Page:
11 Oct 2023
Restoring nature and enriching landscapes
Recognising that Earth is an integrated living system and that human health and happiness depend on the ecosystem services of biodiversity, actors across business, finance, government, and civil society are taking concerted action not only to protect, but radically restore the natural world.
In December 2022, the goal of reversing biodiversity loss by 2030 was codified in the Kunming-Montreal Global Biodiversity Framework, marking the beginning of a concerted transition to a global community rich in the wonder, magnificence, and diversity of life.
The concept is crossing over into policy and practice. In the UK, for instance, developers, land managers, and local planning authorities are soon going to have to demonstrate biodiversity net gain from developments.
This ever-evolving sustainability landscape is creating exciting opportunities for businesses, industries and land-stewards - like golf.
Better with Nature
The fun and features of golf can drive a nature-positive world in a multitude of ways – particularly because the game depends on, and can be improved through, the restoration and further integration of biodiversity into the golfing experience.
The intrinsic relationship between golf and nature is unique amongst sport, with landscapes and ecosystems comprising an essential part of the joy of playing. For centuries, golfers have enjoyed hitting shots around living landscapes with biodiverse areas – a leading example of how human well-being coincides with the health of the natural world.
Grasses like bents and fescues provide the electric feeling of a crisply struck iron. Wooded and wildflower areas provide a stunning backdrop and the strategic interest of hitting a low stinger or high fade. Ponds and streams add tension and the overwhelming relief of making the carry. In fact, according to world-renowned golf course architects like Alistair Mackenzie and Donald Ross, variety in the natural features and characteristics is the essence of a truly outstanding golfing experience!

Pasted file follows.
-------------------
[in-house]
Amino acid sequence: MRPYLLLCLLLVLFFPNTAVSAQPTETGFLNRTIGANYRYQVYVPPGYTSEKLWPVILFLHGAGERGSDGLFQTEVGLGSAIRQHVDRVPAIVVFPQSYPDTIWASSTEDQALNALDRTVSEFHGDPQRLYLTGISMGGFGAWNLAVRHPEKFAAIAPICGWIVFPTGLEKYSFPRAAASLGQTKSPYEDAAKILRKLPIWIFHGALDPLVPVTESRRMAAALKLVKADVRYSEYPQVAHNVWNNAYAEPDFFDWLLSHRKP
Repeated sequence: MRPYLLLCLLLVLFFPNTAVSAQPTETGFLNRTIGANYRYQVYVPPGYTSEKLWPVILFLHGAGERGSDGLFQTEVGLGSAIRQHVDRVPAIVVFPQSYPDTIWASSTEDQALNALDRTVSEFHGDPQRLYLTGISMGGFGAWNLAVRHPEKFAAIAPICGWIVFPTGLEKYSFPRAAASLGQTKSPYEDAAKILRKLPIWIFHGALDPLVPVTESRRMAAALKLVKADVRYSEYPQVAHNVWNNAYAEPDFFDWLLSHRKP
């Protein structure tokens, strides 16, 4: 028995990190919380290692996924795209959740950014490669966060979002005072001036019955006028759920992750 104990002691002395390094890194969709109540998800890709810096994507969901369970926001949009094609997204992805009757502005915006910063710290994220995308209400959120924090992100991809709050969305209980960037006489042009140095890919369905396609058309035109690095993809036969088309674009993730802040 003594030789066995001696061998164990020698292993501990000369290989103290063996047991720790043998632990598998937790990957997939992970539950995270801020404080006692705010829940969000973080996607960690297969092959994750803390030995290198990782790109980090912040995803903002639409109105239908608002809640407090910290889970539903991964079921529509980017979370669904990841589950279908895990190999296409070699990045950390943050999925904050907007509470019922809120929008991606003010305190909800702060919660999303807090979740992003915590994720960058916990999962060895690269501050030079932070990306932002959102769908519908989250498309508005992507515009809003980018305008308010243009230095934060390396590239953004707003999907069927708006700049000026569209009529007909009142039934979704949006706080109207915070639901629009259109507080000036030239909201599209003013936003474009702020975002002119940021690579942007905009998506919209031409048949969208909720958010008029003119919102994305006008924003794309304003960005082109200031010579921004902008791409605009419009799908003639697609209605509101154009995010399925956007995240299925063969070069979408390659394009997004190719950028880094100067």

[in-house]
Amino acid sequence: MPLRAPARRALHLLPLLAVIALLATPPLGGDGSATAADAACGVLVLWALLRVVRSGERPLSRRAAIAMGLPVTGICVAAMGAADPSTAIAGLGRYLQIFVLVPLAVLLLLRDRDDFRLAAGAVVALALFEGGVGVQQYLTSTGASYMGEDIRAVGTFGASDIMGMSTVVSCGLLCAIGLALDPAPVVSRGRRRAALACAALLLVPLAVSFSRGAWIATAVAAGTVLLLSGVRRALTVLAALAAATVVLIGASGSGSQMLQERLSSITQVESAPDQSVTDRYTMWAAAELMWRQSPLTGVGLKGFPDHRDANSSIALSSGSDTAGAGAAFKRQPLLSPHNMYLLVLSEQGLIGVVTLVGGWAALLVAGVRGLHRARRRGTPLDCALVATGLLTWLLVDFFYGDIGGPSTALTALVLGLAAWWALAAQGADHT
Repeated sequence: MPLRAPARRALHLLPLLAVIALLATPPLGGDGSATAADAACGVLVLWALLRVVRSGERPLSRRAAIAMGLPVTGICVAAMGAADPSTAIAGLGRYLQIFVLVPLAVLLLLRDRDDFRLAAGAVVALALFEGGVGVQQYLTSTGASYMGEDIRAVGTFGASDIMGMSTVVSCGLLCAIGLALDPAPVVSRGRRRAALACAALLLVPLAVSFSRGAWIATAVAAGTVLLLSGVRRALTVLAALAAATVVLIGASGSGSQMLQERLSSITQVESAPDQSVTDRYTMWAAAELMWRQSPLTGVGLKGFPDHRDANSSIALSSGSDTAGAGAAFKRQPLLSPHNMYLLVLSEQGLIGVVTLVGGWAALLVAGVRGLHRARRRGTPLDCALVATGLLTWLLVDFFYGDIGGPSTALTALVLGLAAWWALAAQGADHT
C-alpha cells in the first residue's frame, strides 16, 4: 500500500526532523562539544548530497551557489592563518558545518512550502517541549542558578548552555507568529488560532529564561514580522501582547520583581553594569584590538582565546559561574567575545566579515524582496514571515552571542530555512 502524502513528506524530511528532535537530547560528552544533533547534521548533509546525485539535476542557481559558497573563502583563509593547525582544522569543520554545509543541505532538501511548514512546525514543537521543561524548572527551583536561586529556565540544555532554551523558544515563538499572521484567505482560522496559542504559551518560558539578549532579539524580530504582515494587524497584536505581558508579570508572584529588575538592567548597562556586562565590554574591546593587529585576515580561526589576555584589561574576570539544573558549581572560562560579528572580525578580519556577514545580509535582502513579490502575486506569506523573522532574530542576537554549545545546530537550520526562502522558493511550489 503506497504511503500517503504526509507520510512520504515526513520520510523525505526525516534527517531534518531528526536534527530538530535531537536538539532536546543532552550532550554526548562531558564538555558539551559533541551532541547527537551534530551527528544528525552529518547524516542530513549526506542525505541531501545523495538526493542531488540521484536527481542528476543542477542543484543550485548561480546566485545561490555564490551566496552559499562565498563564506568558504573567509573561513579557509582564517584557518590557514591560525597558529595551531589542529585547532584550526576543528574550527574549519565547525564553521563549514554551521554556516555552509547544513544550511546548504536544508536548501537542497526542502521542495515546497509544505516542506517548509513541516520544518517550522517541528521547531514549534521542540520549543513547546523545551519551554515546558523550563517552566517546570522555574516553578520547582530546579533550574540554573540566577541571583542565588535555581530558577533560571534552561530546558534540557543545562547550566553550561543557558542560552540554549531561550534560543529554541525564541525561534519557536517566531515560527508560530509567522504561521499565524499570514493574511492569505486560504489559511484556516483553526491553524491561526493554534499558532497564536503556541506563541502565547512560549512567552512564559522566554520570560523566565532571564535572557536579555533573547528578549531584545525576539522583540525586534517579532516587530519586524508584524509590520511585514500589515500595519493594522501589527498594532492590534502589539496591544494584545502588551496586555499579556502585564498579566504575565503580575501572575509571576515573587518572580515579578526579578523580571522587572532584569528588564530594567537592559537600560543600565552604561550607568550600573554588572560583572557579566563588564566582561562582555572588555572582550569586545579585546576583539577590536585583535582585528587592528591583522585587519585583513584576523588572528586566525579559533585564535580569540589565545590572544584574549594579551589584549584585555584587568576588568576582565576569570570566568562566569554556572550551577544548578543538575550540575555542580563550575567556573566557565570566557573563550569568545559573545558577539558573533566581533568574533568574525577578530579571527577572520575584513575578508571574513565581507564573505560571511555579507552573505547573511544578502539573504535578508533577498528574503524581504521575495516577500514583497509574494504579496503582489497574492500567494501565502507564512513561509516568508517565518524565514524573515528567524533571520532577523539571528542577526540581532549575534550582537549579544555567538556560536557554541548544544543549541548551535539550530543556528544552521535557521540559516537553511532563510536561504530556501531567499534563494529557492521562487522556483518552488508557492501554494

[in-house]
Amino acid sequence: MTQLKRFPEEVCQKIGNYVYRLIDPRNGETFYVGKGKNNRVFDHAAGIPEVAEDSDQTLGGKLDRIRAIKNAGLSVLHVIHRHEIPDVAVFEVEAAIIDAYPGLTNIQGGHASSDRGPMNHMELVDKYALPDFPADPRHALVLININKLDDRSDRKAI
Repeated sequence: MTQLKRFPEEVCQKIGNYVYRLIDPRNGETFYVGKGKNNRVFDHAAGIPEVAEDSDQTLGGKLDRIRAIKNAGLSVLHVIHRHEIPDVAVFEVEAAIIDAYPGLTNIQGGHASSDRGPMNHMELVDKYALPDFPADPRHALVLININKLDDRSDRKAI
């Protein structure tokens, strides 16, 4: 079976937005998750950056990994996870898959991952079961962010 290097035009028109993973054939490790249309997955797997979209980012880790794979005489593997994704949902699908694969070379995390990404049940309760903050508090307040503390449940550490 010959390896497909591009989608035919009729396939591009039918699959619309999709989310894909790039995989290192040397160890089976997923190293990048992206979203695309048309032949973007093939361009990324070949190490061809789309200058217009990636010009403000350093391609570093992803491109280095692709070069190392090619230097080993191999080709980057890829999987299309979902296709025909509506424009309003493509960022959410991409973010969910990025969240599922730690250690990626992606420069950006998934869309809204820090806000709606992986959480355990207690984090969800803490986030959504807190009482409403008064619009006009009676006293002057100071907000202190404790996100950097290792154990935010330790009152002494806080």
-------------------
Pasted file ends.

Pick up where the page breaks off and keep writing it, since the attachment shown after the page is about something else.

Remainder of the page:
The naturalistic ethos of golf not only improves the lives of those directly connected to the game; it supports the health and vitality of the habitat and biodiversity in and around the playing landscape.
Golf is played on 39,000 courses in 209 countries, stewarding roughly 5 million acres of land across the world. Around 50% of the golfing landscape comprises natural and semi-natural habitats, including woodlands, wetlands, and grasslands. The variety of features and characteristics on a golf course landscape, including patches, edges, and corridors, can create the structural diversity, migratory channels, and land cover to support a relatively rich spectrum of life.
As well as providing purpose and play for millions of people, this habitat and biodiversity also creates ecosystem services, such as carbon sequestration, flood prevention, and heat and noise reduction for surrounding communities.
With as much as 70% of the world’s population expected to live in towns and cities by 2050, golf could make a particularly important contribution to creating and maintaining green space in densely populated urban areas.
Governments and land developers, for instance, are increasingly using golf as a green infrastructure to cool cities, create green jobs and restore degraded areas like landfill, mines, and quarries. Furthermore, because players pay to play in and around biodiversity, the fun and features of golf could even help to drive long-term nature-positive outcomes in economically viable ways.
Although golf courses are evolving and positively responding, there is an ever-increasing need to start to consider nature-positive strategies that not only protect existing biodiversity, but actively restore and enrich habitats and ecosystems.
Nature regeneration can be achieved across the various stages of golf course design and management - from initial planning and project development, to the day-to-day practices of club managers, greenskeepers and players. A range of nature-inspired projects and practices are evolving across these different aspects of golf, from ecological surveys at the earliest design stage to mapping habitats, prioritizing native species and educating golfers and the wider community.
With an intrinsic, longstanding connection to landscapes and ecosystems, golf can strengthen and showcase positive commitment and action on nature-positive. There is, however, a need to seize golf's natural advantage, further integrating the wonder, structure, and strategy of biodiversity into playing experiences, and continuing to have fun while improving ourselves, golf, and the future – always recognising that golf, sport, and society are #BetterWithNature